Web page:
When planning for your later years of life, it’s important to designate a power of attorney (POA). A POA is a person who acts on your behalf and makes decisions according to your wishes, in the event that illness or tragedy prevents you from being able to make those decisions on your own.
For some, the prospect of relinquishing control over their life decisions to another person can be somewhat alarming. It’s important, therefore, to understand the full scope of control you maintain when you make such a designation.
You choose what a POA can and can’t do.
You decide the full breadth of power you wish to give to your POA, and those responsibilities are specified in the POA form. A POA cannot do anything you haven’t explicitly given them permission to do.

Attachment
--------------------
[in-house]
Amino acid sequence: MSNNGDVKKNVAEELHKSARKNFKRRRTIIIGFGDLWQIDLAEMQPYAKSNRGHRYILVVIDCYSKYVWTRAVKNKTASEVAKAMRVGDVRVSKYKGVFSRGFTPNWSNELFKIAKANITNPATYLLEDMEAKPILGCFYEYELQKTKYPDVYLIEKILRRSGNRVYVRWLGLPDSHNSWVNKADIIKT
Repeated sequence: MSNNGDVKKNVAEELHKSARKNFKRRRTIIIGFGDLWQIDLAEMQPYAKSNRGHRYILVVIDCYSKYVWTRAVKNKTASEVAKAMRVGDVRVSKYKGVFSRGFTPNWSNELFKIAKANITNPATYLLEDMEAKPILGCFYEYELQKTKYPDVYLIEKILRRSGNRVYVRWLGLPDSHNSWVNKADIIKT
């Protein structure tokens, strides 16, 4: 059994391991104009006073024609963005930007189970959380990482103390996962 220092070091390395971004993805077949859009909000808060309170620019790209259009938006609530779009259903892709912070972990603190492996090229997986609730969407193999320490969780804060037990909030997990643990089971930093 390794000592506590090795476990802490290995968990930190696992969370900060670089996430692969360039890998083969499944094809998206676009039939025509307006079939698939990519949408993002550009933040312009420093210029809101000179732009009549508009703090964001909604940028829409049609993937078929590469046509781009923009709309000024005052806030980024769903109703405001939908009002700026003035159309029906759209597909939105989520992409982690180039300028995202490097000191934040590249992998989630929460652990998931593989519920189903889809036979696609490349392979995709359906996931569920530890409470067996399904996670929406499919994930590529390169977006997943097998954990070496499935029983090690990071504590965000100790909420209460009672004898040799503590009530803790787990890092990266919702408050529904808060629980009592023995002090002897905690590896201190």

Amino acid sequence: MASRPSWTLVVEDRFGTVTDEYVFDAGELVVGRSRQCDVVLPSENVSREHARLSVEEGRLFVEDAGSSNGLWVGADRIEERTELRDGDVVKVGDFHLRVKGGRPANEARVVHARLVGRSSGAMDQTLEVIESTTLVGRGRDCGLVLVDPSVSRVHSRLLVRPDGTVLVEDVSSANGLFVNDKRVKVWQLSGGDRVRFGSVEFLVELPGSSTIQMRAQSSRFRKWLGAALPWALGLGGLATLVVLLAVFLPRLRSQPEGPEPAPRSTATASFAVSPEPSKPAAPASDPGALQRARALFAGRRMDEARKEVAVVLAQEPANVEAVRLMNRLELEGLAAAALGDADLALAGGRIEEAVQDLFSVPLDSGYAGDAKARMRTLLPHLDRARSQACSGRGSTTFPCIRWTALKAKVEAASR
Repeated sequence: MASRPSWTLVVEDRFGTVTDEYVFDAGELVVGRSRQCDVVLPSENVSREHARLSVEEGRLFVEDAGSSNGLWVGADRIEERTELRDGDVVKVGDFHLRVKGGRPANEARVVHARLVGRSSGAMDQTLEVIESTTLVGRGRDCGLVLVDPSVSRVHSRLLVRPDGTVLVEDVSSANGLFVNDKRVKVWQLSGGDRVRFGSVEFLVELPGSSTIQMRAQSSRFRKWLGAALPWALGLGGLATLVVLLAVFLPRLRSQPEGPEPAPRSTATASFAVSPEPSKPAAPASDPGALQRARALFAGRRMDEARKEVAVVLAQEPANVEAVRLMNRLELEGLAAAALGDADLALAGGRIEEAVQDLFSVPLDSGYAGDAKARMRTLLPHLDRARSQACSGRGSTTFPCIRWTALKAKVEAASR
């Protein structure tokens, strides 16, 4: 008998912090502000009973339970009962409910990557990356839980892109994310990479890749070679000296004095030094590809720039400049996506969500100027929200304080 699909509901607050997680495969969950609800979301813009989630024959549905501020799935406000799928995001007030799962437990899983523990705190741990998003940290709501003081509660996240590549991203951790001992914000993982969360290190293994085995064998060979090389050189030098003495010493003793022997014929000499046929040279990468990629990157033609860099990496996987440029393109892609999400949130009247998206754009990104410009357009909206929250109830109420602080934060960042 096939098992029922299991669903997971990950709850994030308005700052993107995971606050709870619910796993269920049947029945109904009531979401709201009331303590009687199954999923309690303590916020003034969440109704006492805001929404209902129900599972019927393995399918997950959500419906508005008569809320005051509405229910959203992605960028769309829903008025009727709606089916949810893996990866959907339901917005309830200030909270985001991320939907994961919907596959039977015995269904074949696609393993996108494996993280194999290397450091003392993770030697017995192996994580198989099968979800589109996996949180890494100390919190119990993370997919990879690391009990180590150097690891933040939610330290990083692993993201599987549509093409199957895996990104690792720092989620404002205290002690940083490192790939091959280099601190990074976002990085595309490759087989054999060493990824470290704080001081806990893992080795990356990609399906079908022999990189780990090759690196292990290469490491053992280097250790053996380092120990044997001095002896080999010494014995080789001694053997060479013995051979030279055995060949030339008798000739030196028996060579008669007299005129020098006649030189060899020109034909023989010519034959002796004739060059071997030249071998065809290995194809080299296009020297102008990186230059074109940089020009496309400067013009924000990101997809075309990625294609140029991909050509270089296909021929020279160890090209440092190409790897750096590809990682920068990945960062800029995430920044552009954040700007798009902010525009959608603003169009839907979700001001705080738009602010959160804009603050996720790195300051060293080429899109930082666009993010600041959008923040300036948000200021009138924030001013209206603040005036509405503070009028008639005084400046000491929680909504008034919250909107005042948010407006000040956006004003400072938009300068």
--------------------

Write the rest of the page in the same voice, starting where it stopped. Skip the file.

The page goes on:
For instance, you may designate a POA to handle your finances—e.g., file your tax returns, apply for public benefits on your behalf or pay your bills—but this does not give your POA the authority to make healthcare decisions on your behalf. Alternatively, you may give your POA authority over your financial and medical matters, but you may list out certain exemptions—e.g., you may indicate that the POA is not permitted to make end-of-life decisions for you.
In addition, it’s worth noting that you are not limited to one POA. You can assign one person to be your POA for financial matters and another to be responsible for your medical issues, for example.
Above all, it’s worth understanding that your POA has a fiduciary responsibility to act in your best interest. Designating a POA can be an excellent way of ensuring that your affairs are handled as you desire.